you want to move the iron slowly while keeping it flat, and you should spend about ten seconds on each region until the glue melts and adheres the item to the surface. If you leave it on for too long, the edge banding will get burn marks; if you remove it too quickly, it will start to peel.
After that, I used a J-roller to make certain that the edge banding had good contact all along the edges, and then I put the piece away so that the glue could cure and the piece could cool down.
After allowing all of the components to cool, I used an edge band trimmer to remove the surplus material. Just apply some pressure to the sides, and then slide it along the top. After that, I used scissors to just trim off the excess. Using a file to smooth down the edges is another useful technique.
I used a sandpaper with a grade of 220 on the edges, being sure to remove any visible adhesive as well as any edge banding that was hanging over so that everything would be flush and smooth. When all is said and done, the plywood you worked with should almost have the appearance of a solid piece of wood.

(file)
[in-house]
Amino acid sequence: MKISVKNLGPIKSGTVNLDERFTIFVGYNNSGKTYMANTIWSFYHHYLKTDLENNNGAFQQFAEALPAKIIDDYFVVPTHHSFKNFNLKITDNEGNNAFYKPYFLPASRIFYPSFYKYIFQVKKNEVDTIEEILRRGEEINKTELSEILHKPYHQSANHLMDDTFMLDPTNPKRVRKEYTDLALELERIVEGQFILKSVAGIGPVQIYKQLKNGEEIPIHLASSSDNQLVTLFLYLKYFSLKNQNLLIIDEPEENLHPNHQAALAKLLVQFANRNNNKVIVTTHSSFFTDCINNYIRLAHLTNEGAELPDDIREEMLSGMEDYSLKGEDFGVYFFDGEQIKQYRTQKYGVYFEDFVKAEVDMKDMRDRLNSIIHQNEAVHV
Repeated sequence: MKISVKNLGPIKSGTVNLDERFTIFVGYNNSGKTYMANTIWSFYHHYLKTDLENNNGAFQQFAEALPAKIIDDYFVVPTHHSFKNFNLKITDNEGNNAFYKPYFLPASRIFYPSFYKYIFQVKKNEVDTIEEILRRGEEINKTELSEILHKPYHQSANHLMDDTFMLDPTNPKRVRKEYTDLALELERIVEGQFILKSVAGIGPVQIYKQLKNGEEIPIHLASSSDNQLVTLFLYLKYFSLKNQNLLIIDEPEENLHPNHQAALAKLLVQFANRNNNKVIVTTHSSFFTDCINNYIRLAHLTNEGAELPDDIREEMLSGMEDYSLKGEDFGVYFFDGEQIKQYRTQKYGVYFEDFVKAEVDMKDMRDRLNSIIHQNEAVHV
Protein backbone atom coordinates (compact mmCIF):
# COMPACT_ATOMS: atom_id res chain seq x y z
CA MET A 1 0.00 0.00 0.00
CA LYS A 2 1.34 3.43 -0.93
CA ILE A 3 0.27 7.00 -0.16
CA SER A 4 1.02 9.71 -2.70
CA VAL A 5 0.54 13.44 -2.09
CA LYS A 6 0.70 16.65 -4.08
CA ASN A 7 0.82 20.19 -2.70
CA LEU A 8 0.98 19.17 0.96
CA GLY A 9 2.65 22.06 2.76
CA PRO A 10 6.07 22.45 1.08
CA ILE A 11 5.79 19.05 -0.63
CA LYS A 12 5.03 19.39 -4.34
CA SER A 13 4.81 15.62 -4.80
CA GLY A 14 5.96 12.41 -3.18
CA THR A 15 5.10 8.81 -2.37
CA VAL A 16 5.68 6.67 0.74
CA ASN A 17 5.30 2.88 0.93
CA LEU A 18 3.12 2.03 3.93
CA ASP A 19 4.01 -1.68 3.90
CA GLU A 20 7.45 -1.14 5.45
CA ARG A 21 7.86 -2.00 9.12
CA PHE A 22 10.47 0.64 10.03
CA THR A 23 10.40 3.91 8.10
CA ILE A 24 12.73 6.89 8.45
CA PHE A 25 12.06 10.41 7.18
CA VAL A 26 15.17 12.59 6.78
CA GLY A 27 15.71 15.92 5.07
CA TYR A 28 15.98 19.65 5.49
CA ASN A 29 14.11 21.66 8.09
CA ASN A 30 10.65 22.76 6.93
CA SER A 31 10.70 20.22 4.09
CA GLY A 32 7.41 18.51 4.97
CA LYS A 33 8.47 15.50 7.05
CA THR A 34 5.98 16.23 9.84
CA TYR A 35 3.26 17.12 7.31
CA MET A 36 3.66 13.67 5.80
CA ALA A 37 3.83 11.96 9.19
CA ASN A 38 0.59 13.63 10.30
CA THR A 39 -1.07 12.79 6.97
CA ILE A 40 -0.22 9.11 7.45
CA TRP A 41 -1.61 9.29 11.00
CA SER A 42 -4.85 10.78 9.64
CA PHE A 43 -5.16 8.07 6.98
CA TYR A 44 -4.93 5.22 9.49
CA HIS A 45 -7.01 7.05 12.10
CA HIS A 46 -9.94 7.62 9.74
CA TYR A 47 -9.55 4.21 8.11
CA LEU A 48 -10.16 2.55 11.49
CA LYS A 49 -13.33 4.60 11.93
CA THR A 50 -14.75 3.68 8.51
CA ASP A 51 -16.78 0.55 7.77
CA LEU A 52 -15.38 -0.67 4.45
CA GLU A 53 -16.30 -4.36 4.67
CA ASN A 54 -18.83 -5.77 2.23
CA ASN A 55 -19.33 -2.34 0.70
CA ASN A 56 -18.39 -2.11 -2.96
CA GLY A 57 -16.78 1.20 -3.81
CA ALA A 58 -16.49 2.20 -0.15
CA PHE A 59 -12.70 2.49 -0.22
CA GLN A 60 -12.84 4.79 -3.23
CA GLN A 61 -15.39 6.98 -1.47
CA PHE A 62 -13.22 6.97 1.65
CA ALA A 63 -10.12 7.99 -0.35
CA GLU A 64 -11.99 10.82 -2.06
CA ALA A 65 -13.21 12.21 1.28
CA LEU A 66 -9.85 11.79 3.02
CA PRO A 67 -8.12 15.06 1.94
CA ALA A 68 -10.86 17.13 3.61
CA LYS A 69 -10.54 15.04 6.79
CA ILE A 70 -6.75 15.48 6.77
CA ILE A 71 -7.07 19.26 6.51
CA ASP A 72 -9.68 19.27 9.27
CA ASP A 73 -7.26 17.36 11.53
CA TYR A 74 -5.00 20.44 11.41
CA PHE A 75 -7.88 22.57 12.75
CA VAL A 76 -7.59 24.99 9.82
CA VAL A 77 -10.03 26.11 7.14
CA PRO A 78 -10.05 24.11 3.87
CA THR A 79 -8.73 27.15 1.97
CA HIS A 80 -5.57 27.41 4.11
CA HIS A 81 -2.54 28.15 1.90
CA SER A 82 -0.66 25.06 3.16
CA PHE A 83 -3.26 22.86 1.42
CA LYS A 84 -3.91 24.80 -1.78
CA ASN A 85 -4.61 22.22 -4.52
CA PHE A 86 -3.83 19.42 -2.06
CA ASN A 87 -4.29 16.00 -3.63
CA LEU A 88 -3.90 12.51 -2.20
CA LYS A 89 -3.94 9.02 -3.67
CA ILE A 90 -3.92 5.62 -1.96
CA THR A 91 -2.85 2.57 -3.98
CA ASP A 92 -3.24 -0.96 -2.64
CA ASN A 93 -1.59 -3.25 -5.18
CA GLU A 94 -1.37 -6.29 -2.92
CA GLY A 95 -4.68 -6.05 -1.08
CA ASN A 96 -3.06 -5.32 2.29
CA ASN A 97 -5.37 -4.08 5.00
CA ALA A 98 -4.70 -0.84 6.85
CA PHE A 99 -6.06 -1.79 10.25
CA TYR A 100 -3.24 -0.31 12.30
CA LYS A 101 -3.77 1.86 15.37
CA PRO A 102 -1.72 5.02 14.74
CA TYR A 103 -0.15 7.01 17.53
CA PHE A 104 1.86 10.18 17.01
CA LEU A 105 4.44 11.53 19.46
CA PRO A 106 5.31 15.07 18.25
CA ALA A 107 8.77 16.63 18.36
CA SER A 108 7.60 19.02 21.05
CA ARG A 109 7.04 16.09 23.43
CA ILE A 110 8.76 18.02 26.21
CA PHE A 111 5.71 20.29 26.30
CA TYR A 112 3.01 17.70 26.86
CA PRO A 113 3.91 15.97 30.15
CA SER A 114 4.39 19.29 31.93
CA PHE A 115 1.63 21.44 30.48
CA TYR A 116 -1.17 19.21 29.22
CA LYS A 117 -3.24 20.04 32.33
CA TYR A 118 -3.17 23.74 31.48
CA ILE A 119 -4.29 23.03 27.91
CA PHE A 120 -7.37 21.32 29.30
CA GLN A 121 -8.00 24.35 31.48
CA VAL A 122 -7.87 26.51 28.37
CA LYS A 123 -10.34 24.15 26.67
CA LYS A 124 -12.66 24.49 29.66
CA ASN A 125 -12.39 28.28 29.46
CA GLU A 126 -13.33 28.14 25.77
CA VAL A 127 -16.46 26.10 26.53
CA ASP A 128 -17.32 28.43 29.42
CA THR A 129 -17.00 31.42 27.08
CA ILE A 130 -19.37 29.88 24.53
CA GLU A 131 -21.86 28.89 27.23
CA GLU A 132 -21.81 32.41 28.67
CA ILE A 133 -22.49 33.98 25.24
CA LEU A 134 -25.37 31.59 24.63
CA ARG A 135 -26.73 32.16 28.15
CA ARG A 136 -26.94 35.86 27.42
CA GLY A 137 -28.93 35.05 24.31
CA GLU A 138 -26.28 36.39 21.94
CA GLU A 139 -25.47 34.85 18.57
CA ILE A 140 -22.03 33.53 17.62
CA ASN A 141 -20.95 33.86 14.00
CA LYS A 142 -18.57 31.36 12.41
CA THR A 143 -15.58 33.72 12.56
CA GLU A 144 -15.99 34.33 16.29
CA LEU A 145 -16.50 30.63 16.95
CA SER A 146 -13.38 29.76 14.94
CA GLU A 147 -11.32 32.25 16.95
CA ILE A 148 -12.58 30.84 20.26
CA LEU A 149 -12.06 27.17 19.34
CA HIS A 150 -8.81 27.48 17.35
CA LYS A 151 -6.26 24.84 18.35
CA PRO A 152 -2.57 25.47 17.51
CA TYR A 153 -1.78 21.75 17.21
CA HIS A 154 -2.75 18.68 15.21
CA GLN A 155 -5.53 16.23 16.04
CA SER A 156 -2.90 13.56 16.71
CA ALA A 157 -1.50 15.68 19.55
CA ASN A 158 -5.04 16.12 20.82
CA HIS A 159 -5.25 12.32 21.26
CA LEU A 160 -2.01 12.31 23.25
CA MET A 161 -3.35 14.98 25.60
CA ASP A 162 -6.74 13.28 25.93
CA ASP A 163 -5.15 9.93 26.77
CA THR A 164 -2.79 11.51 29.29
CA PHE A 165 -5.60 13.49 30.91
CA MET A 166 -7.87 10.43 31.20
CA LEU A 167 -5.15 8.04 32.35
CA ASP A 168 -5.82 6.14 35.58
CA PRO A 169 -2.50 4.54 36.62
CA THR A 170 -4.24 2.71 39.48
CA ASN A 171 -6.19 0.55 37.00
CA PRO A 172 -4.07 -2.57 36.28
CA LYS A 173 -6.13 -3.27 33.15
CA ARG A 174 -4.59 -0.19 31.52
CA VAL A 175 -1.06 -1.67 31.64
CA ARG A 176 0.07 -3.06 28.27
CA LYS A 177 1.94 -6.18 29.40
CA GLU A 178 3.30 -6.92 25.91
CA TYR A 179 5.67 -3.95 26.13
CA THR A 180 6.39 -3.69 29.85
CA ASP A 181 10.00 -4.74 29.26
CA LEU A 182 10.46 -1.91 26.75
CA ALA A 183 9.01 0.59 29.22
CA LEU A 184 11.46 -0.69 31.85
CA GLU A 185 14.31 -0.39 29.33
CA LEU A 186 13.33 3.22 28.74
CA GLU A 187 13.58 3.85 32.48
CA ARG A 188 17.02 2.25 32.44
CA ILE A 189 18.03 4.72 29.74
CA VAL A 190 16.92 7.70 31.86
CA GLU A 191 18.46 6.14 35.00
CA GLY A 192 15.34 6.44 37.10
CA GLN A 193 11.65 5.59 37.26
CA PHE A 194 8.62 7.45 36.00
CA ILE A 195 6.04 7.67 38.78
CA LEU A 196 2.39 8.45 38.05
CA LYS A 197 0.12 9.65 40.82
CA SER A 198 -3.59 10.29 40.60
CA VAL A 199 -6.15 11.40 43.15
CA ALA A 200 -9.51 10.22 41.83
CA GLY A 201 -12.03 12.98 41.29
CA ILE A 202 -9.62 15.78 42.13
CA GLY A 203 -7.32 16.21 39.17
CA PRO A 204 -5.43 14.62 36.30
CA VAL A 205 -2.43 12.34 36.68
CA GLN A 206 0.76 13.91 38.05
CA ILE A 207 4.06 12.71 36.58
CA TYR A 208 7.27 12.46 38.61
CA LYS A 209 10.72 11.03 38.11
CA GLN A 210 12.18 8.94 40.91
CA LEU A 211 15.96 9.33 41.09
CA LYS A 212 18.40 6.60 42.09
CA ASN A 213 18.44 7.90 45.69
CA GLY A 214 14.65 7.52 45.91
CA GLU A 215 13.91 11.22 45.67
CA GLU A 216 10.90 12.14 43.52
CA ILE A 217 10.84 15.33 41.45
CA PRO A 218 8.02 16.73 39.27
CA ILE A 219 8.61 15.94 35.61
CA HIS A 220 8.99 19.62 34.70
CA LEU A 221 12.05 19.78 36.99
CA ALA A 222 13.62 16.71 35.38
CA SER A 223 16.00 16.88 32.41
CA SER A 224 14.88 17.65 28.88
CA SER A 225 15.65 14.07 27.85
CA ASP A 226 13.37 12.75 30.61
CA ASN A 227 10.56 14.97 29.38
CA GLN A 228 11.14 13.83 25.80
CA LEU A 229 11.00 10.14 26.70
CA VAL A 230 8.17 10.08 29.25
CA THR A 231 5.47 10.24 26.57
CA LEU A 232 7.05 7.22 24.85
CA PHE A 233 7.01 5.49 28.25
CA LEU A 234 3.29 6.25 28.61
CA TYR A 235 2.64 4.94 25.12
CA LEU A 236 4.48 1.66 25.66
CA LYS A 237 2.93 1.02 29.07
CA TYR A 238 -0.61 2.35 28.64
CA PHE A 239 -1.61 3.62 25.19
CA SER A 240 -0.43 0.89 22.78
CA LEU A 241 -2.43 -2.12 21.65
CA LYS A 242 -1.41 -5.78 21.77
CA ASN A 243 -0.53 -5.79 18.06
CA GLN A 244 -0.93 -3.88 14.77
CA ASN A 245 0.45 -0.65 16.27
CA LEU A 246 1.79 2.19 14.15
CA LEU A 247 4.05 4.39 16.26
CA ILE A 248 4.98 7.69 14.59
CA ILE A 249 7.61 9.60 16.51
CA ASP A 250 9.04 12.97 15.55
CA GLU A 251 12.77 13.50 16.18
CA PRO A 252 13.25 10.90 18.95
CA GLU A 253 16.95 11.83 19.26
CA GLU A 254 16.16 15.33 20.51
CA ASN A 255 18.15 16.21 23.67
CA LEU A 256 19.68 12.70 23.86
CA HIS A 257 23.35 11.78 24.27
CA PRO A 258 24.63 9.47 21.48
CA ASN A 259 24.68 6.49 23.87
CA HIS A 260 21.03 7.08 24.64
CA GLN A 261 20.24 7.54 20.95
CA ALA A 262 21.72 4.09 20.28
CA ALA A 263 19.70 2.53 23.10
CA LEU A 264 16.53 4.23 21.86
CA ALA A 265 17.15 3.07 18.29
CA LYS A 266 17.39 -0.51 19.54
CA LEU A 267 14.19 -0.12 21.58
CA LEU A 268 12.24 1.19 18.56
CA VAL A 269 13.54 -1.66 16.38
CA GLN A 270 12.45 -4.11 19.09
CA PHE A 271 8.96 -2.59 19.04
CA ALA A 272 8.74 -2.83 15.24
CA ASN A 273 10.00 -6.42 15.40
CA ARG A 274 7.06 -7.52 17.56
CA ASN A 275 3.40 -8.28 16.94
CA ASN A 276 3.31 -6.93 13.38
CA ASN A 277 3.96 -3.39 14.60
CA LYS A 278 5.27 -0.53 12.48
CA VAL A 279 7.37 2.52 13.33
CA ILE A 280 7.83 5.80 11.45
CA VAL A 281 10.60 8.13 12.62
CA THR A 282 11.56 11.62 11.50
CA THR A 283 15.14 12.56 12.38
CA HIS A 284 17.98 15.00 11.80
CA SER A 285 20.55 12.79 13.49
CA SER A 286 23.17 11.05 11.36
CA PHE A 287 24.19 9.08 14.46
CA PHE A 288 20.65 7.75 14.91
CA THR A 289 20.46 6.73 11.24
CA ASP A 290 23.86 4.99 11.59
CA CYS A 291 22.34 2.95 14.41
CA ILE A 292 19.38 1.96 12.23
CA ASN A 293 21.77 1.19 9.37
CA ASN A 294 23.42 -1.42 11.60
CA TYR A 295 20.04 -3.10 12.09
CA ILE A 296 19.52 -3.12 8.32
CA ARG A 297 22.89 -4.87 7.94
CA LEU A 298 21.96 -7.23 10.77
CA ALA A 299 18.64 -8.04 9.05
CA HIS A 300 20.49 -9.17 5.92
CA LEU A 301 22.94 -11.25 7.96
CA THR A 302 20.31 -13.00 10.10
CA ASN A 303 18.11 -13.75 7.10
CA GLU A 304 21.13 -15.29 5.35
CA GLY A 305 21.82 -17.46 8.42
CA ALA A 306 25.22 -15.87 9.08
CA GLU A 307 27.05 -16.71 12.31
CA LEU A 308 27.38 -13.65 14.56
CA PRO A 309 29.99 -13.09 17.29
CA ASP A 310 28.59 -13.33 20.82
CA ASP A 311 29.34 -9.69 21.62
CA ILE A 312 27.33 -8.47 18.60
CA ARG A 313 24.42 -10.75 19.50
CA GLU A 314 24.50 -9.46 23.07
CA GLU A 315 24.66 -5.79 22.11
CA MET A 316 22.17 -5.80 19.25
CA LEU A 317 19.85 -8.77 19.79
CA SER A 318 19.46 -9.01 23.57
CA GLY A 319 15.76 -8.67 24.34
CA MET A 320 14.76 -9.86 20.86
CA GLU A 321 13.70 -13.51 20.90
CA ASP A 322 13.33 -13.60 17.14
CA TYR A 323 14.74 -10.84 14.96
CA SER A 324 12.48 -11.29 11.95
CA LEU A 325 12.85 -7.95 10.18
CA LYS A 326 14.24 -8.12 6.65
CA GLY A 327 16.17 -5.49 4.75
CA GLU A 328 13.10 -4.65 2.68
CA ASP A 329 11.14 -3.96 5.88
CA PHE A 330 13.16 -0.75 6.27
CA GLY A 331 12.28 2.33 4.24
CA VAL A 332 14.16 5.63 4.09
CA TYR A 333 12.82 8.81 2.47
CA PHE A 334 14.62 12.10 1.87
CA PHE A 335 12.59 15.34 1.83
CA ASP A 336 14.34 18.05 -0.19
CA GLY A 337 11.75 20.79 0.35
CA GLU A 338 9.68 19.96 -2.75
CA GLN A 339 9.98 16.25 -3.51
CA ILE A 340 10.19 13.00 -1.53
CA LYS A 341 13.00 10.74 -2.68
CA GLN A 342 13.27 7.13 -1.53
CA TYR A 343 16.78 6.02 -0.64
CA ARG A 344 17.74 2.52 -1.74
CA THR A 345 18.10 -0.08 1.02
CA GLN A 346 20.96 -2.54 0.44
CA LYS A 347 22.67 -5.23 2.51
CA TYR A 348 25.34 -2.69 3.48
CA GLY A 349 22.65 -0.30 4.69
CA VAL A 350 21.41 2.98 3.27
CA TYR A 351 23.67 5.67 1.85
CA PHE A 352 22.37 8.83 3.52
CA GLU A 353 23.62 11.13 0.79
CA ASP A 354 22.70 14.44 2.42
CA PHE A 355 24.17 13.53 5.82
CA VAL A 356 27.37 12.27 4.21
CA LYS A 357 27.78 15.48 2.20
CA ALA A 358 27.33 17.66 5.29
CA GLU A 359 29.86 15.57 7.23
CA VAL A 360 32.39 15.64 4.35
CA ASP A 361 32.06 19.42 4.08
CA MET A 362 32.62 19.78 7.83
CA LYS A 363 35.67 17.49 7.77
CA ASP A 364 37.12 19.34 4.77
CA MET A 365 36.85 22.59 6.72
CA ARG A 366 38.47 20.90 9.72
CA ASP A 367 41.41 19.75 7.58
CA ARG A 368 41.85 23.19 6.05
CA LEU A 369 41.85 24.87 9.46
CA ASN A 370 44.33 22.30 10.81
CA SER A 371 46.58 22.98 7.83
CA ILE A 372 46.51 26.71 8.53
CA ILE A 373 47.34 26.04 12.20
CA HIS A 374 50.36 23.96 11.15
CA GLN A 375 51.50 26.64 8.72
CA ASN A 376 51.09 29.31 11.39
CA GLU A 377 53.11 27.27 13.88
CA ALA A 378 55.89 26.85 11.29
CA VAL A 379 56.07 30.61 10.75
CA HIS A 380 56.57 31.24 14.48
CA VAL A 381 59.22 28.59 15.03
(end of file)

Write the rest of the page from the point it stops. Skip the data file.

Protecting the Plywood.
Now, I’ve heard that you can purchase prefinished plywood that is just unfinished on one side, but I’ve never seen that around where I live, so I’ve decided to manufacture my own prefinished plywood instead. Shellac and polycrylic are the two products that I will be using for this.
The first thing that has to be done is to seal the plywood by applying one layer of shellac on it, preferably with a paintbrush made of natural bristles. You won’t need many coats of polyurethane because one coat does a great job of sealing the pores in the plywood.
After the shellac has been allowed to sit for about an hour or two, using paper with 320-grit grit, you can softly sand it to remove any irregularities and make it feel smooth to the touch.